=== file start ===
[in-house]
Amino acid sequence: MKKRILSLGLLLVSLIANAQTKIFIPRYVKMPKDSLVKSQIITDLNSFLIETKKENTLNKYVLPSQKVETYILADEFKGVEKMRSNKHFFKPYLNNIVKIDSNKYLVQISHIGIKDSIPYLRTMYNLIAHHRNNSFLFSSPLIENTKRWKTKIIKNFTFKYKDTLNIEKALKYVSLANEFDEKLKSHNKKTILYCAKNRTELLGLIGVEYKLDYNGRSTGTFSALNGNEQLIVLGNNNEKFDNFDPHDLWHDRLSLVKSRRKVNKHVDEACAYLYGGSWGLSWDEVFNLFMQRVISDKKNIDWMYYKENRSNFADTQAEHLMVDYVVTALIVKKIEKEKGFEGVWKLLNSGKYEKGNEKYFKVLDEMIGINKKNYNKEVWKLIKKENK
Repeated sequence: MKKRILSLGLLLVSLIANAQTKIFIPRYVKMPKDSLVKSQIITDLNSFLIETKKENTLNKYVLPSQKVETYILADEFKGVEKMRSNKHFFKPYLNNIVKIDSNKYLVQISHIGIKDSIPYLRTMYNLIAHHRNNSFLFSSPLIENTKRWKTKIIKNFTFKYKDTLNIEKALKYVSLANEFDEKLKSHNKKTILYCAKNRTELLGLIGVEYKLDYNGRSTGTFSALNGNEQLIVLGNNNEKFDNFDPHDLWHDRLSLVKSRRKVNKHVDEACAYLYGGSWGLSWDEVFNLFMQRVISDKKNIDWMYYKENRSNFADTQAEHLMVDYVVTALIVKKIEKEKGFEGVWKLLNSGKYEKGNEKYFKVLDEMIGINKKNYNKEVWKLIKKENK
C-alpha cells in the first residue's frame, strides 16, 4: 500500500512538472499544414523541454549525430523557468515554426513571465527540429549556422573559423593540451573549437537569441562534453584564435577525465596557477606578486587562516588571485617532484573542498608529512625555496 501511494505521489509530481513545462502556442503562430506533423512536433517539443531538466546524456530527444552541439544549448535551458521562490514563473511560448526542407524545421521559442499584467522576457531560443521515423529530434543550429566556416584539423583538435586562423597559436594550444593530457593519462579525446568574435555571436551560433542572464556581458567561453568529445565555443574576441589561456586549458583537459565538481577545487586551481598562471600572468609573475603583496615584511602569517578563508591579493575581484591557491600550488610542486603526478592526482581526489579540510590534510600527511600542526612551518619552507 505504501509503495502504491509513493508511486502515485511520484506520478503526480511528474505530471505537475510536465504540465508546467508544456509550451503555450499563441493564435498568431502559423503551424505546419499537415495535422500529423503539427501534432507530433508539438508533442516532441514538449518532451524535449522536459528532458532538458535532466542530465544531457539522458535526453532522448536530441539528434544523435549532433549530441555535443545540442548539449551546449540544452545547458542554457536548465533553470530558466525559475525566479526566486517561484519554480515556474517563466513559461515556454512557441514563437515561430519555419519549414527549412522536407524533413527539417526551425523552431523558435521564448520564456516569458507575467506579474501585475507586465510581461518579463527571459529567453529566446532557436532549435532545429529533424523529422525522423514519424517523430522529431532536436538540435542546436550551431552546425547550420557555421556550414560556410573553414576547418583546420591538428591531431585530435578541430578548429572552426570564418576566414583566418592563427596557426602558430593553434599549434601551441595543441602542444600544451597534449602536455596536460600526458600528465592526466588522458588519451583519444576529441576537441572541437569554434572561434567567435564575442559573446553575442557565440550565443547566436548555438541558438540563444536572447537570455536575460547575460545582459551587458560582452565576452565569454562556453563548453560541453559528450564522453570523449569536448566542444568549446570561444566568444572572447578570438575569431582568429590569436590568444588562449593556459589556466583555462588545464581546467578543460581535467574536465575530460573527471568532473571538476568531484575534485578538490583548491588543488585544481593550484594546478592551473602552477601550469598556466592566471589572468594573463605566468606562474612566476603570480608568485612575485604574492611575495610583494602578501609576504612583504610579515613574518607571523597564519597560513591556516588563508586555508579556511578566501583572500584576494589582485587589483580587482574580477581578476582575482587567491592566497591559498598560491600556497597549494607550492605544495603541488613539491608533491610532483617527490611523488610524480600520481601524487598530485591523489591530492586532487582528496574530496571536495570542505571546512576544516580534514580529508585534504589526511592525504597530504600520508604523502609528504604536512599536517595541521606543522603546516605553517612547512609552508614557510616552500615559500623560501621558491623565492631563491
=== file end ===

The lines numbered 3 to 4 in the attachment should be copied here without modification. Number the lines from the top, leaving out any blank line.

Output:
Repeated sequence: MKKRILSLGLLLVSLIANAQTKIFIPRYVKMPKDSLVKSQIITDLNSFLIETKKENTLNKYVLPSQKVETYILADEFKGVEKMRSNKHFFKPYLNNIVKIDSNKYLVQISHIGIKDSIPYLRTMYNLIAHHRNNSFLFSSPLIENTKRWKTKIIKNFTFKYKDTLNIEKALKYVSLANEFDEKLKSHNKKTILYCAKNRTELLGLIGVEYKLDYNGRSTGTFSALNGNEQLIVLGNNNEKFDNFDPHDLWHDRLSLVKSRRKVNKHVDEACAYLYGGSWGLSWDEVFNLFMQRVISDKKNIDWMYYKENRSNFADTQAEHLMVDYVVTALIVKKIEKEKGFEGVWKLLNSGKYEKGNEKYFKVLDEMIGINKKNYNKEVWKLIKKENK
C-alpha cells in the first residue's frame, strides 16, 4: 500500500512538472499544414523541454549525430523557468515554426513571465527540429549556422573559423593540451573549437537569441562534453584564435577525465596557477606578486587562516588571485617532484573542498608529512625555496 501511494505521489509530481513545462502556442503562430506533423512536433517539443531538466546524456530527444552541439544549448535551458521562490514563473511560448526542407524545421521559442499584467522576457531560443521515423529530434543550429566556416584539423583538435586562423597559436594550444593530457593519462579525446568574435555571436551560433542572464556581458567561453568529445565555443574576441589561456586549458583537459565538481577545487586551481598562471600572468609573475603583496615584511602569517578563508591579493575581484591557491600550488610542486603526478592526482581526489579540510590534510600527511600542526612551518619552507 505504501509503495502504491509513493508511486502515485511520484506520478503526480511528474505530471505537475510536465504540465508546467508544456509550451503555450499563441493564435498568431502559423503551424505546419499537415495535422500529423503539427501534432507530433508539438508533442516532441514538449518532451524535449522536459528532458532538458535532466542530465544531457539522458535526453532522448536530441539528434544523435549532433549530441555535443545540442548539449551546449540544452545547458542554457536548465533553470530558466525559475525566479526566486517561484519554480515556474517563466513559461515556454512557441514563437515561430519555419519549414527549412522536407524533413527539417526551425523552431523558435521564448520564456516569458507575467506579474501585475507586465510581461518579463527571459529567453529566446532557436532549435532545429529533424523529422525522423514519424517523430522529431532536436538540435542546436550551431552546425547550420557555421556550414560556410573553414576547418583546420591538428591531431585530435578541430578548429572552426570564418576566414583566418592563427596557426602558430593553434599549434601551441595543441602542444600544451597534449602536455596536460600526458600528465592526466588522458588519451583519444576529441576537441572541437569554434572561434567567435564575442559573446553575442557565440550565443547566436548555438541558438540563444536572447537570455536575460547575460545582459551587458560582452565576452565569454562556453563548453560541453559528450564522453570523449569536448566542444568549446570561444566568444572572447578570438575569431582568429590569436590568444588562449593556459589556466583555462588545464581546467578543460581535467574536465575530460573527471568532473571538476568531484575534485578538490583548491588543488585544481593550484594546478592551473602552477601550469598556466592566471589572468594573463605566468606562474612566476603570480608568485612575485604574492611575495610583494602578501609576504612583504610579515613574518607571523597564519597560513591556516588563508586555508579556511578566501583572500584576494589582485587589483580587482574580477581578476582575482587567491592566497591559498598560491600556497597549494607550492605544495603541488613539491608533491610532483617527490611523488610524480600520481601524487598530485591523489591530492586532487582528496574530496571536495570542505571546512576544516580534514580529508585534504589526511592525504597530504600520508604523502609528504604536512599536517595541521606543522603546516605553517612547512609552508614557510616552500615559500623560501621558491623565492631563491